Guest Blogging Today

Hi guys!

I’ve been busy in a good way lately. Wrote a few guest posts, working on an article for a magazine, essays, assignments for an online class and a few projects are still in brainstorm mode. {Actually, I’ve still got newsletters brewing in my head. Do any of you find it helpful for your business? Would you like to see an inspirational writing one from me?}

One of the posts I recently wrote was on self-care for the self-employed because I know how you guys roll. I know how hard you work. The papers piling up on your desk. The books that don’t get read. Cause who has the time? The emails still sitting in your inbox waiting to get answered.

I know your story because I’ve lived it too.

The thing that’s changed most for me is that I started to re-prioritize my life. I’m still busy, but now I make time for the things that I love most. There will always be more “stuff” to do tomorrow. That’s the life of a writer and any entrepreneur. I will get to it. But for now, a cup of tea and a good book.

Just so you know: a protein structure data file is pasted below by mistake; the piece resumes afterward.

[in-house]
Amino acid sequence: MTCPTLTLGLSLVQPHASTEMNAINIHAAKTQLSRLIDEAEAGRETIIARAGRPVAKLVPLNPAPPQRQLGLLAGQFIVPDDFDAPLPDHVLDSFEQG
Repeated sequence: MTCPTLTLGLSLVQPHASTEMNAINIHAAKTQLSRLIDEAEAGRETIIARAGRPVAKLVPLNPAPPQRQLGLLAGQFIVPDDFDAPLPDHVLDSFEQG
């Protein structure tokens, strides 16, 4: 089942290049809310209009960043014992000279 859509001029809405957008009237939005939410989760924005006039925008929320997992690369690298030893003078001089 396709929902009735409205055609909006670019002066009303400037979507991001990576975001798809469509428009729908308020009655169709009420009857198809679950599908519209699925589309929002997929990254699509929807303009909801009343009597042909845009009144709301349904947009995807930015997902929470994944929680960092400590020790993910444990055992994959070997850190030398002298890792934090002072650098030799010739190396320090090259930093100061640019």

And this guest post on “6 Self-Care Tips for the Self-Employed” for writer friend Cathy Miller.

The Holy Trinity of Writing

{Photo credit} Some days I feel oh so lucky! That’s what I felt with author Dina Santorelli asked me to guest blog for her and then sent me this jewel of a post here. If you’ve ever wanted to be an author, then you’re in luck too. Read her inspiring story about how she completed half her first novel in about 6 weeks! All you NANAWRIMOs out there will appreciate this one.

On August 9, 2010, I completed my first novel, Baby Grand.It was one of those wonderful, fulfilling moments when you not only finally achieve a career milestone, but accomplish a lifelong dream.

I’m often asked how I managed to do it, finish a 279-page book while nurturing a family, a household and a freelance writing career. Truth be told, part of my incentive was having an agent waiting for my manuscript on the other side of the finish line. A deadline lit a fire under my butt and got me churning out 1,000 words a day, every day – I wrote more than half of Baby Grand in six weeks.

But beyond the deadline and the agent, there are other, less tangible but more important, things that got me here. And can get you here too. I call them the Holy Trinity of Writing: